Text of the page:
Doctor
I can’t prescribe that medication because of government regulations. However, I do want to help you and can offer other, safer options.
Doctor

View more Medthority Original Content on opioid prescribing for chronic noncancer pain in general practice.

References

  1. Chou R, Fanciullo GJ, Fine PG, Adler JA, Ballantyne JC, Davies P, et al. Clinical Guidelines for the Use of Chronic Opioid Therapy in Chronic Noncancer Pain. J Pain. 2009;10(2):113-130.e22.
  2. The Royal Australian College of General Practitioners. Prescribing drugs of dependence in general practice. 2020 https://www.racgp.org.au/clinical-resources/clinical-guidelines/key-racgp-guidelines/view-all-racgp-guidelines/drugs-of-dependence. Accessed 27 July 2022.
  3. National Institute for Healthcare and Clinical Excellence. Chronic pain (primary and secondary) in over 16s: assessment of all chronic pain and management of chronic primary pain. NICE Guidelines. 2021;(April):NICE guideline [NG193].
  4. Häuser W, Morlion B, Vowles KE, Bannister K, Buchser E, Casale R, et al. European clinical practice recommendations on opioids for chronic noncancer pain – Part 1: Role of opioids in the management of chronic noncancer pain. Eur J Pain. 2021;25(5):949–968.
  5. KrĨevski ŠkvarĨ N, Morlion B, Vowles KE, Bannister K, Buchsner E, Casale R, et al. European clinical practice recommendations on opioids for chronic noncancer pain – Part 2: Special situations. Eur J Pain (United Kingdom). 2021;25(5):969–985.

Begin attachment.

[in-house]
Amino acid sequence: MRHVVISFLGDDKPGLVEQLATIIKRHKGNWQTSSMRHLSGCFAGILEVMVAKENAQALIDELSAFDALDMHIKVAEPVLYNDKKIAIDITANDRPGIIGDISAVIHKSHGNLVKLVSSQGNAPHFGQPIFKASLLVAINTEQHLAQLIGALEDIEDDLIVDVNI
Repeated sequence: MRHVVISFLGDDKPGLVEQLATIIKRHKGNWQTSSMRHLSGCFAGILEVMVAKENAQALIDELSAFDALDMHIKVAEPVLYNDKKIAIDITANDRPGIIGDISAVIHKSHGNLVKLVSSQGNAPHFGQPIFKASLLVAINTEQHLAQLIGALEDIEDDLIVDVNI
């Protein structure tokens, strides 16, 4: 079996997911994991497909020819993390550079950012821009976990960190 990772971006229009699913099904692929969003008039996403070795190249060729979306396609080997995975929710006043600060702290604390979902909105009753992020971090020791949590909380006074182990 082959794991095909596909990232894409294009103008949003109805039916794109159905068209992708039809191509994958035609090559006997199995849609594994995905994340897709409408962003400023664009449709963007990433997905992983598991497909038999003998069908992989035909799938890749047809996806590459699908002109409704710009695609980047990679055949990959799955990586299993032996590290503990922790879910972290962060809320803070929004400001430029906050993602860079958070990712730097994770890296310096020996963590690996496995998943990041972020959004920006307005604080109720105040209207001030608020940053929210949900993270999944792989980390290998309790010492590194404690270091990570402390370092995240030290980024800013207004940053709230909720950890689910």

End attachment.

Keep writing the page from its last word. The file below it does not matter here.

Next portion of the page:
6. Faculty of Pain Medicine. Australian and New Zealand College of Anaestheists. Statement regarding the use of opioid analgesics in patients with chronic non-cancer pain. 2021. https://www.anzca.edu.au/getattachment/7d7d2619-6736-4d8e-876e-6f9b2b45c435/PS01(PM)-Statement-regarding-the-use-of-opioid-analgesics-in-patients-with-chronic-non-cancer-pain. Accessed 27 July 2022.
  7. Busse JW, Craigie S, Juurlink DN, Buckley DN, Li W, Couban RJ, et al. Guideline for opioid therapy and chronic noncancer pain. CMAJ. 2017;189(18):E659–E666.
  8. Buchbinder M, Wilbur R, McLean S, Sleath B. “Is there any way I can get something for my pain?” Patient strategies for requesting analgesics. Patient Educ Couns. 2015;98(2):137–143.
  9. Matthias MS, Johnson NL, Shields CG, Bair MJ, MacKie P, Huffman M, et al. “I’m Not Gonna Pull the Rug out From Under You”: Patient-Provider Communication About Opioid Tapering. J Pain. 2017;18(11):1365–1373.
  10. Matthias MS, Talib TL, Huffman MA. Managing Chronic Pain in an Opioid Crisis: What Is the Role of Shared Decision-Making? Health Commun. 2020;35(10):1239–1247.